The long run
Youngsters eventually develop positive traits learned from each parent
By Patti Carmalt-Vener 03/25/2014
I’ve been divorced seven years and both my ex-husband and I have remarried. We share custody of our only child, Haley, 14, and there’s no doubt that she feels loved by all four parents. I’m deeply grateful for this but sometimes it concerns me that my ex and his wife don’t have the same academic, cultural and religious values as my husband and me.
It’s extremely important to me that I can one day look at Haley and see an educated, enlightened and spiritual woman. My husband and I opted to pay for private school for her because it’s so important to us. My husband is a classically trained musician, sees her musical potential and wants her to join a youth choir which she’s readily agreed to do.
Haley learned the love of sports from her dad and, with his support and involvement, has been playing soccer since she was 6. Her stepmother likes to take her shopping, teaching her style, design and social skills. Haley loves going places with her stepmom as well as having a father who’s focused on her athletics.
As much as I appreciate their involvement, I truly believe that what’s important to my daughter’s future isn’t always recognized by the two of them. For instance, if Haley has an important paper to finish, it takes second priority to soccer practice. Should I talk to my ex-husband and his wife about my concerns? We’ve always gotten along well and I want to be sure to keep it that way.
As wonderful and loving as they are, it’s not unusual for someone in your situation to feel that your ex-husband and his wife may not be raising your child as you would if you had full custodial control. Shared custody sometimes involves compromise, but it also provides the benefit of added irreplaceable love and support.
It’s common to have different ideas, opinions, values and priorities, but part of being successful in a collaborative parenting relationship is to be able to communicate with each other so that differences can be expressed, received with respect and worked out together.
If you decide to a have a parent meeting share your concerns and talk about the challenges of four of you all wanting to share different loves and values and to support different aspects of Haley. Share with them how fortunate she is in being mentored academically, artistically, spiritually, socially and in athletics. It’s truly wonderful that Haley is so loved by four distinctly different individuals and has the unique opportunity to learn from all of your respective talents; accordingly, she will probably end up being a very well-balanced person.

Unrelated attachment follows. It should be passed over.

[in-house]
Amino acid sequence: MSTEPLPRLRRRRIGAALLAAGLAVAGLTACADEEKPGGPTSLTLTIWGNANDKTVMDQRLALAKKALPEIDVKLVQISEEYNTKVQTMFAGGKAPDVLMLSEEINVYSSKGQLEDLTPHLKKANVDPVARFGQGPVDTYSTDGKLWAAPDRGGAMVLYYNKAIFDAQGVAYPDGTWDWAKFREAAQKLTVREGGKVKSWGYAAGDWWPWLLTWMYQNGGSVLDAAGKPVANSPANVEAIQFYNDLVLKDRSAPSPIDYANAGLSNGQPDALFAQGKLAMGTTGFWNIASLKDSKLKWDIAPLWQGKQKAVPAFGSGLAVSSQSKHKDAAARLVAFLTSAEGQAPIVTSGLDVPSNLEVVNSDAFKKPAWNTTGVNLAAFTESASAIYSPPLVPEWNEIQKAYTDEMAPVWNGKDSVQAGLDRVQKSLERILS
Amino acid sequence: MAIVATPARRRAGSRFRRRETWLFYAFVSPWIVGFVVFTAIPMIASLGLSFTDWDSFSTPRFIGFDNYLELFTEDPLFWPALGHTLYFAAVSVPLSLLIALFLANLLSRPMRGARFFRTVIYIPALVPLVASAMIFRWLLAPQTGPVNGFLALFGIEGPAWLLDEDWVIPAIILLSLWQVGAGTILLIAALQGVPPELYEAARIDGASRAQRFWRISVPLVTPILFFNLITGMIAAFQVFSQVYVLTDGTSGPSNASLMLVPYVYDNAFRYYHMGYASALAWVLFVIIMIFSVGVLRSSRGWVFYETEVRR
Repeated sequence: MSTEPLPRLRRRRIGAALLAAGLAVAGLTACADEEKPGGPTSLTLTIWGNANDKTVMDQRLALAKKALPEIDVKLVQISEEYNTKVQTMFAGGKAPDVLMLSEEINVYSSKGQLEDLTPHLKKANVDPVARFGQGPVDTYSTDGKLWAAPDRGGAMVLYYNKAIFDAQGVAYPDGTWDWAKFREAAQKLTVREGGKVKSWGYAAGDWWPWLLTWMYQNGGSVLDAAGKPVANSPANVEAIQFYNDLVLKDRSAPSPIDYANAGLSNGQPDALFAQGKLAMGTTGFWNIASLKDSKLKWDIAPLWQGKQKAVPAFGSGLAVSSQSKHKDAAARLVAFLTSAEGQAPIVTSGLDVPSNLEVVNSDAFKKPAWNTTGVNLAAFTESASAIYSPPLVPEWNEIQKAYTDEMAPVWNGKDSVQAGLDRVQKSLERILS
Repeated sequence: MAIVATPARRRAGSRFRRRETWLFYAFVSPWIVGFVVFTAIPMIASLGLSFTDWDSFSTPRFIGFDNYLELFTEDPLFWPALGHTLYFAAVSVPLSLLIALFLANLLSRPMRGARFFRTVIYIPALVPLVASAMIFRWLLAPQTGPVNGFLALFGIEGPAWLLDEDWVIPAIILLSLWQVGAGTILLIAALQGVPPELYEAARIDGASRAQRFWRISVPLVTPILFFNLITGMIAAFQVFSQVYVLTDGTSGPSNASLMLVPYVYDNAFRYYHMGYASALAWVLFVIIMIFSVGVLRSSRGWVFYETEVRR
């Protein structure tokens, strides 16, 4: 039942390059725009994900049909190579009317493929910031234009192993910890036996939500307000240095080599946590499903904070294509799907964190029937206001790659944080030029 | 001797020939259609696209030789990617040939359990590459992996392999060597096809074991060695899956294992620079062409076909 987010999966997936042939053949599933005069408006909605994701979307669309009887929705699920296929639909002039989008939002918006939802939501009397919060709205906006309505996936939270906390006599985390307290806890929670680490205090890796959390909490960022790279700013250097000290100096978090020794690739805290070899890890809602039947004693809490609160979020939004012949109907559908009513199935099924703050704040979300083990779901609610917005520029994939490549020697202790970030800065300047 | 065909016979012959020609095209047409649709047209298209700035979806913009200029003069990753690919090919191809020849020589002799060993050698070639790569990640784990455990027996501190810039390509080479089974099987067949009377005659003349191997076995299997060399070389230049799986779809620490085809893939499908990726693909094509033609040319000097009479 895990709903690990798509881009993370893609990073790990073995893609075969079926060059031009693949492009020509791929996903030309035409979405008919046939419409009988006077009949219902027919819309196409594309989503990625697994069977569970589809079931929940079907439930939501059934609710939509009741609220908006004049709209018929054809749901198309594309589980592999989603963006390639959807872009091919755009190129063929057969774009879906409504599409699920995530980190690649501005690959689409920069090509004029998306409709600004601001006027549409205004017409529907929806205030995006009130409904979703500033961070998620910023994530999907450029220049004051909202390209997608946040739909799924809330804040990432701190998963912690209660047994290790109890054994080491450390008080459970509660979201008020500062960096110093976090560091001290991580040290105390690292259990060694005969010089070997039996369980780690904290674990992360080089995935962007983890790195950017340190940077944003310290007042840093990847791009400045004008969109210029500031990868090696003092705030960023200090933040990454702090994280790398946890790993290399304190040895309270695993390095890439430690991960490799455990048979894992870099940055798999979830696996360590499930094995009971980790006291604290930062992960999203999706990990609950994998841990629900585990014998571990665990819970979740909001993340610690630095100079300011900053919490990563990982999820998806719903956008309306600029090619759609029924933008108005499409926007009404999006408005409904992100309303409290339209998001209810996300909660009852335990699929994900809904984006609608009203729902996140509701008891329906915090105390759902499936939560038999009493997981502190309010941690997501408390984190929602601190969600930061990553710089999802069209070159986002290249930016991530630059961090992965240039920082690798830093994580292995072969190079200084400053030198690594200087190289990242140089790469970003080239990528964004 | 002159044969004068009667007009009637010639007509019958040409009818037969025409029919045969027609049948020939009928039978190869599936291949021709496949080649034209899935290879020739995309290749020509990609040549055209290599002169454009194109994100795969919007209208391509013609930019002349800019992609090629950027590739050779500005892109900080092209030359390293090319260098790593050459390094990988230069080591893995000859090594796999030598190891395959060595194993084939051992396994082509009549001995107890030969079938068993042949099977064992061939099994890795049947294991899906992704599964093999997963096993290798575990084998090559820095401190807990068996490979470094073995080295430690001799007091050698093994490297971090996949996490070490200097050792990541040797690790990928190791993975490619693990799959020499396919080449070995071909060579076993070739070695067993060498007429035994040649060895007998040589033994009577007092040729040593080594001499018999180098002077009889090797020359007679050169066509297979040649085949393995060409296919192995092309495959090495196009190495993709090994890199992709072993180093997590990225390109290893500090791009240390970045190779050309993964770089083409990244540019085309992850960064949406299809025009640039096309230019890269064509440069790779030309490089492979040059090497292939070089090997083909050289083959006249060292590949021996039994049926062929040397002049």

It’s particularly important that the differences aren’t viewed by Haley as dissension or unresolved disagreements between her parents. Otherwise, she’ll want to please all of you and could feel responsible, guilty and worry that she has to take sides. She may even feel caught in the middle. This is especially true if she believes that since the problems are related to her it must be her fault.
Let Haley know that if she feels overloaded or torn in different directions to let you know so you can help her work through it. Explain to her that you understand she’s growing up and will want more and more to decide for herself what’s important to her. Reinforce that you want her to feel safe to express her passions and her true nature.
There’s nothing wrong with letting your daughter know how deeply important her education and spiritual growth is to you. Sometimes children and teens don’t seem like they’re learning your most valuable lessons, only to see these same values expressed later in life. It’s as if the fruits of your parental labor lay dormant during childhood and the individuating years. This is especially noticed when adult children are parenting their own children. When young toddlers learn to speak two languages at the same time, for instance, it may slow down each language for awhile but in the end the child learns two complete languages.
While Haley may seem distracted or slowed down in one area or another when focused in so many directions, in the long run it sounds like she will be an evolved young woman you will all be proud of.
Patti Carmalt-Vener, a faculty member with the Southern California Society for Intensive Short Term Psychotherapy, has been a psychotherapist in private practice for 23 years and has offices in Pasadena, Santa Monica and Canoga Park. Contact her at (626) 584-8582 or email firstname.lastname@example.org. Visit her Web site, patticarmalt-vener.com.